Oleomargarine in its earlier days encountered national treatment differing in degree only from that accorded smoking opium. McCray v. United States 15 was the result - a decision wherein the court used language inconsistent with any subsequent effort to go behind the declared purpose of any act when that avowed or ostensible purpose is constitutional taxation. Taxation in some form can nearly always be justified; rarely is a purpose to transfer money's worth from one person to another apparent on the face of the bill; then of course “it is none the less a robbery because it is done under the forms of law and is called taxation." 16

From prohibitive taxation of a new, obnoxious, or unpopular thing to classification as a basis for graduated or selective taxation is a step that opens great possibilities of legislation and litigation. This method of covert regulation of business finds a most interesting illustration in the present Cotton Futures Act.17

12 Shelley v. United States, 198 Fed. 88 (1912); Seidler v. United States, 228 Fed. 336 (1915).

13 38 Stat. At L. 785.

14 This statute has been considered in Wilson v. United States, 229 Fed. 344 (1916), which decision (and others similar) are undoubtedly overruled by U. S. v. Jin Fuey Moy, 241 U. S. 394, a ruling suggestive of the attacks to come upon legislation of the sort under consideration.

15 195 U. S. 27 (1903).
16 Loan Association v. Topeka, 20 Wall. (U. S.) 655, 664 (1874).

Stat. At L. 476.

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This statute in effect divides all dealings in the staple made on an Exchange and for future delivery into two classes: those in which the government form of contract (created by the act itself) is used, and those in which it is not. On the privilege of dealing under the approved contract, no tax is laid; on that of dealing in any other way, an excise of crushing weight is imposed.

Classification for benefits or burdens, and taxation by selection, are familiar enough in legislation and decisions; but it seems a novel use of the process for Congress to make out of the whole cloth a new method of transacting an old business and then put all the old methods out of existence by a tax.

Most businesses and all recognized professions could be regulated along analogous lines, and the field thus simply and ingeniously opened for national control will surely be explored by legislators and lawyers far more thoroughly than in the past. Indeed this particular plan of campaign is in the language of patents) “thought to be broadly new.”

The restraint with which the commerce clause has been expounded for over a century is perhaps the most remarkable example of a certain continuity of thought in the Supreme Court persisting through generations of men and politics. No one has finally indicated its limits, perhaps because all felt that vision was as through a glass darkly. But in the past the questions presented for solution have for the most part called for definitions of commerce, or delimitation of its often shadowy boundaries. Cautiously worded statements have resulted, almost always capable of expansion without contradiction, when circumstances altered cases.

The very near future will call upon the profession to deal with increasing regulation of output or production, sheltered behind the proposition, unanswerable in itself, that what is produced in one state cannot get into another for gainful purposes without forming part of the interstate commerce of the nation.

The Pure Food Law 18 is in practice an excellent sample of what may be called habit-forming statutes. It prohibits, under penalties rising in severity with repetition of offenses, the carriage in interstate commerce of many things -- some dangerous, some disgusting, more unsanitary, a smaller proportion mere advertisers'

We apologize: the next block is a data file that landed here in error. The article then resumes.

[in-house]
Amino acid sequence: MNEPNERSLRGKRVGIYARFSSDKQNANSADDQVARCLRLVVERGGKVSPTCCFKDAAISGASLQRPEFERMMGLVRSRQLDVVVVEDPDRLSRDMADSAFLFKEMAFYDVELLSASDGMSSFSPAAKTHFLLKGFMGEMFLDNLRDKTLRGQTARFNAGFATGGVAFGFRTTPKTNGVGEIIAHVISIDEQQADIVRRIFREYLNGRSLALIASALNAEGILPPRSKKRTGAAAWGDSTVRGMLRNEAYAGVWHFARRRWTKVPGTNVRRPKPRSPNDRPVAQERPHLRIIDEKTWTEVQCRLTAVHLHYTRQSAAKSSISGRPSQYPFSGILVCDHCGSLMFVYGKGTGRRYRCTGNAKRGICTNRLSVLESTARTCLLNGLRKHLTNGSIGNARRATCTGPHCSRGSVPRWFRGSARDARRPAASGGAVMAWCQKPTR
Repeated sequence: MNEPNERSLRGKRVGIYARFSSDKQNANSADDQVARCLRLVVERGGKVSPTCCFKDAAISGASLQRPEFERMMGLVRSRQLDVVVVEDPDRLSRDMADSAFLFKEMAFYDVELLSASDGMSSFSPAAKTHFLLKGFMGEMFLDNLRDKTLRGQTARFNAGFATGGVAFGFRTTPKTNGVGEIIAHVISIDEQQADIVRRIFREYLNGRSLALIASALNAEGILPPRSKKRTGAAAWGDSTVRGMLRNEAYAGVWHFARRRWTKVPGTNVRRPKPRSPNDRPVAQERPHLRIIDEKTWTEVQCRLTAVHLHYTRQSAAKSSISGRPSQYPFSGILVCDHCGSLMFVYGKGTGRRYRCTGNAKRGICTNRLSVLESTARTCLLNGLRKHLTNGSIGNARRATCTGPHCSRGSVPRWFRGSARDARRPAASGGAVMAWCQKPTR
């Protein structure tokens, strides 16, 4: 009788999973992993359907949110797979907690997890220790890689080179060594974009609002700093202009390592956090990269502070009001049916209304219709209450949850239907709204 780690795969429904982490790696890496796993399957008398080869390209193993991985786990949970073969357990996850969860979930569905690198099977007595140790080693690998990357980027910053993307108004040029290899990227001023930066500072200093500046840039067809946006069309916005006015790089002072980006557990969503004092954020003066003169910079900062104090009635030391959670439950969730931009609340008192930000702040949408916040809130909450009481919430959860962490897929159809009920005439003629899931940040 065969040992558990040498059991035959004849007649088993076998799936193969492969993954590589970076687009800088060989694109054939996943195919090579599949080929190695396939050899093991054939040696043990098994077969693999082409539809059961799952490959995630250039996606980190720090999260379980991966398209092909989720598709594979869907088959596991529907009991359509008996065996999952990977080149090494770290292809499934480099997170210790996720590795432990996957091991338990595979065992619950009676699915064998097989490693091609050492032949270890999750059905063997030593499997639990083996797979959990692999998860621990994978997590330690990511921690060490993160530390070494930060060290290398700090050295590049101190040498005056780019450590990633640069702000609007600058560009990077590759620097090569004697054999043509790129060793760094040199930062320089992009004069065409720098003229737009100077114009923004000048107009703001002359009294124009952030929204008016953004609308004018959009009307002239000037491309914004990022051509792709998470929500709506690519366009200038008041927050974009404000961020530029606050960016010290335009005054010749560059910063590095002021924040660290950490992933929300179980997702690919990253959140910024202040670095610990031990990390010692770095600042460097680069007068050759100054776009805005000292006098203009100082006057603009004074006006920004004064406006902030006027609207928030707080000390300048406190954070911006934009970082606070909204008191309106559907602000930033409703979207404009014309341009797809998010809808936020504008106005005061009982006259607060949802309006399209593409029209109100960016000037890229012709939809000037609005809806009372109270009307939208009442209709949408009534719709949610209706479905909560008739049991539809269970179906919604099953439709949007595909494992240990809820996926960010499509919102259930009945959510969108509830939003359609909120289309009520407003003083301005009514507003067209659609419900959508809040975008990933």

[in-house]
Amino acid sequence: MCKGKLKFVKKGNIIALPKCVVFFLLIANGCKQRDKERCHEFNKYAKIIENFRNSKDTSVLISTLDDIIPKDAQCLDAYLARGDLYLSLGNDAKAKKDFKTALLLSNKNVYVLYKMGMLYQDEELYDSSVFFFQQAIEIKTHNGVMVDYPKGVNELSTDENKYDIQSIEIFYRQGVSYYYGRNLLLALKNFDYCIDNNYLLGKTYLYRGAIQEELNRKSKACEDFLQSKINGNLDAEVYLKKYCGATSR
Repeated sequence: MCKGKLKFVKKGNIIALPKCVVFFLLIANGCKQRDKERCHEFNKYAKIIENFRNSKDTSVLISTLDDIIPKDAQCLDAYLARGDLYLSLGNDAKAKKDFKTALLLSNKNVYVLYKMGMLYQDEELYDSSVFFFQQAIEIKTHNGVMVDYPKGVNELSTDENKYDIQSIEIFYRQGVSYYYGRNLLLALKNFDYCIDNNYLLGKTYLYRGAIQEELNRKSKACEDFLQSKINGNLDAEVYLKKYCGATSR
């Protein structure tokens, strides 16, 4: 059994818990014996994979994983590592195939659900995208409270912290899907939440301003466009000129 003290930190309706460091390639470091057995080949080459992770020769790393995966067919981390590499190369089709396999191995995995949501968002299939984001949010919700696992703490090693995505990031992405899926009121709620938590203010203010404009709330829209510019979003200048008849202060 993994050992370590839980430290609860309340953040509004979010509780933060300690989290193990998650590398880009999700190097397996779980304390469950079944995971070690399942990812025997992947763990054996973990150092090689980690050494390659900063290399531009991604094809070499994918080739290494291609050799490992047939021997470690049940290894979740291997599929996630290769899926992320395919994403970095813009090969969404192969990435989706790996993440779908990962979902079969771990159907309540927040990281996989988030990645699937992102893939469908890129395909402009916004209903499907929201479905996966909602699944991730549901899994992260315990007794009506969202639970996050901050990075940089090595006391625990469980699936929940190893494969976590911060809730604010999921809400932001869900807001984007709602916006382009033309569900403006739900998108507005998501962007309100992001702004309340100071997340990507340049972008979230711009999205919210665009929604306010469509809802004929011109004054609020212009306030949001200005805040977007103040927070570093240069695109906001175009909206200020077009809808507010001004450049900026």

34 Stat. AT L. 768.

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catchpennies, but all calculated to annoy the judicious when their innate untruthfulness is exposed.

In the constitutionality of this statute there has been a general acquiescence; except in the "blended whisky” matter 19 there has hardly been serious contest over its provisions. For most makers of food and drug products the effective implement of discipline has not been so much actual fine or imprisonment as the publication in journals or bulletins of wide circulation of the names and offenses of those successfully (and often unsuccessfully) proceeded against. This publicity lends quite a sharp edge to the statute by spoiling business. In practice this act regulates manufacture, for few producers are so local that an agent provocateur cannot get his order filled across the state line.20

The recently passed Grain Standards Act 21 seems to take another step forward. The main object of the Pure Food Law was to make men tell the truth about what they already had for sale, under penalty of forbidding interstate commerce in their falsehoods; but the Grain Act standardizes a method of telling the truth by creating a national inspection service, classifying and describing wheat, etc., and then forbidding the interstate transference of grain not so classified. And to this scheme for not only regulating commerce but regulating that which is to enter into commerce, is added the Warehouse Act,22 which is probably intended to make it easier to store and deal in governmentally classified grain than in other and similar products of the soil not seeking national classification. The Child Labor Bill,23 proceeding along analogous lines, renders penal the interstate transportation of anything toward the production of which (under certain circumstances) minors under sixteen have contributed labor.

The one thing common to all this regulation of behavior, pro

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19 Gwinn, FOOD AND Drugs Act (Government Printing Office, 1914), 818 et seq.

20 Of the practical working of the statute, Brina v. United States, 179 Fed. 373 (1910), and Von Bremen v. United States, 192 Fed. 904 (1912), are fair illustrations, the first of ease in reaching a small local dealer who commonly sold, and in the poorer quarters of New York City only, cottonseed oil as “Salad Oil,” by implication olive oil. The second case shows the difficulty of similarly proceeding against a dealer who had behind him the ably represented producers of cottonseed oil. Yet upon the whole the regulatory object of this act has largely succeeded, apparently to popular satisfaction.

39 STAT. AT L. 482.
39 Stat. At L. 486.
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Stat. At L. 675.